A default value is automatically assigned to the attribute when no other value is specified. In the following example the default value is "EN":
<xs:attribute name="lang" type="xs:string" default="EN" />
A fixed value is also automatically assigned to the attribute. You cannot specify another value. In the following example the fixed value is "EN":
<xs:attribute name="lang" type="xs:string" fixed="EN" />

Creating Optional and Required Attributes

All attributes are optional by default. To Explicitly specify that the attribute is optional, use the "use" attribute:
<xs:attribute name="lang" type="xs:string" use="optional" />
<xs:attribute name="lang" type="xs:string" use="required" />

Restrictions on Content

When an XML element or attribute has a type defined, it puts a restriction on the element's or attribute's content. If an XML element is of type "xs:date" and contains a string like "Hello Mother", the element will not validate.

With XML Schemas, you can also add your own restrictions to your XML elements and attributes. These restrictions are called facets. You can read more about facets in the next chapter.


XSD Restrictions/Facets

Restrictions are used to control acceptable values for XML elements or attributes. Restrictions on XML elements are called facets.

Restrictions on Values

This example defines an element called "age" with a restriction. The value of age cannot be lower than 0 or greater than 100:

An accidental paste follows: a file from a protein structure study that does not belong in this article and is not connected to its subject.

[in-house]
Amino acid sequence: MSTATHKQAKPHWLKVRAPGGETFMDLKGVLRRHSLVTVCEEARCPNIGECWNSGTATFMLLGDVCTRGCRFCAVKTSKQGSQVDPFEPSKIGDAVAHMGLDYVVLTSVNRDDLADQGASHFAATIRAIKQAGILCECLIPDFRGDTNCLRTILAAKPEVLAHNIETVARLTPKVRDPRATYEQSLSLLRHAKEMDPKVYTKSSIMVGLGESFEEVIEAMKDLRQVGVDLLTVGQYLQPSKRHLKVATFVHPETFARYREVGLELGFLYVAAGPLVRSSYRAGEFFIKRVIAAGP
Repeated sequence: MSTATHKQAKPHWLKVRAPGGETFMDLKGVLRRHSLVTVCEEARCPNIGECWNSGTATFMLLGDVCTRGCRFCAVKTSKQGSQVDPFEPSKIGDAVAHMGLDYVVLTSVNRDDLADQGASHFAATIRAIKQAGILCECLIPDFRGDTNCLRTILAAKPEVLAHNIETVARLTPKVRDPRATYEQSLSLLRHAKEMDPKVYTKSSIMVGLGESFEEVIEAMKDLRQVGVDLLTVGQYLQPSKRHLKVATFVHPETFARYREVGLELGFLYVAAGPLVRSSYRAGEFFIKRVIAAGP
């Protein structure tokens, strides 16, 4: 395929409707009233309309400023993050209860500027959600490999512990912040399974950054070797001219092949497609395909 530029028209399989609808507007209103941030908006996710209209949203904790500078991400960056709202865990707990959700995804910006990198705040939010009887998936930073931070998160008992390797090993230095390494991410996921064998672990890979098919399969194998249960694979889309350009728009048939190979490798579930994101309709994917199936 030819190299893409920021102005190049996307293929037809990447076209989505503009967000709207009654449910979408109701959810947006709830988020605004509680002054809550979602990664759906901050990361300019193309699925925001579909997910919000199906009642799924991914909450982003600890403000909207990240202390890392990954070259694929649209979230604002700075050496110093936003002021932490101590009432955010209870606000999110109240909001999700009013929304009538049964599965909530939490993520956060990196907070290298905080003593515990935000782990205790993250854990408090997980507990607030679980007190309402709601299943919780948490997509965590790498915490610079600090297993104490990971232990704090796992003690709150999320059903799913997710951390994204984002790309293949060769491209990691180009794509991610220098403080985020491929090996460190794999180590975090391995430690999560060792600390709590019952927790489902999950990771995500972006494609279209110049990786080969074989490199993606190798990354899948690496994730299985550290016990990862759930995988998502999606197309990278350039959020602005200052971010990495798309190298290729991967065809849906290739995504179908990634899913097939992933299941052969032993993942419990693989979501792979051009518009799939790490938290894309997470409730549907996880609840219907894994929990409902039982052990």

<xs:element name="age">
<xs:simpleType>
<xs:restriction base="xs:integer">
<xs:minInclusive value="0" />
<xs:maxInclusive value="100" />
</xs:restriction>
</xs:simpleType>
</xs:element>

Restriction on a set of Values

To limit the content of an XML element to a set of acceptable values, we would use the enumeration constraint.

<xs:element name="car">
<xs:simpleType>
<xs:restriction base="xs:string">
<xs:enumeration value="Audi" />
<xs:enumeration value="Golf" />
<xs:enumeration value="BMW" />
</xs:restriction>
</xs:simpleType>
</xs:element>

The "car" element is a simple type with a restriction. The acceptable values are: Audi, Golf, BMW.

The example above could also have been written like this:

<xs:element name="car" type="carType" />
<xs:simpleType name="carType">
<xs:restriction base="xs:string">
<xs:enumeration value="Audi" />
<xs:enumeration value="Golf" />
<xs:enumeration value="BMW" />
</xs:restriction>
</xs:simpleType>